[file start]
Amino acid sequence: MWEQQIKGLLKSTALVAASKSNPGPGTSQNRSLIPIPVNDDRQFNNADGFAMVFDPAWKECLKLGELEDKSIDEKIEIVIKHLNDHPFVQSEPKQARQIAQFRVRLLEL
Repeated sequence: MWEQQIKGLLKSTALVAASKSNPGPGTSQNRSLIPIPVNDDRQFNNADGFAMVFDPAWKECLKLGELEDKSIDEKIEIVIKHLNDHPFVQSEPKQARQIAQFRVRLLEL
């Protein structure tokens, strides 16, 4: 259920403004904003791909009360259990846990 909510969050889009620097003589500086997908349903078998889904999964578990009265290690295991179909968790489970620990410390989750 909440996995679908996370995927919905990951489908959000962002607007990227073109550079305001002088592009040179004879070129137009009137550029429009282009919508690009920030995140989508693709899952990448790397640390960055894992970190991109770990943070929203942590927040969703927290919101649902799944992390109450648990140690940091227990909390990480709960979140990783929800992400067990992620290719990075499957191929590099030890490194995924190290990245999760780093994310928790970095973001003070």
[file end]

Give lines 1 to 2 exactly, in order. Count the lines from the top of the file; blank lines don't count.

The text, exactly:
Amino acid sequence: MWEQQIKGLLKSTALVAASKSNPGPGTSQNRSLIPIPVNDDRQFNNADGFAMVFDPAWKECLKLGELEDKSIDEKIEIVIKHLNDHPFVQSEPKQARQIAQFRVRLLEL
Repeated sequence: MWEQQIKGLLKSTALVAASKSNPGPGTSQNRSLIPIPVNDDRQFNNADGFAMVFDPAWKECLKLGELEDKSIDEKIEIVIKHLNDHPFVQSEPKQARQIAQFRVRLLEL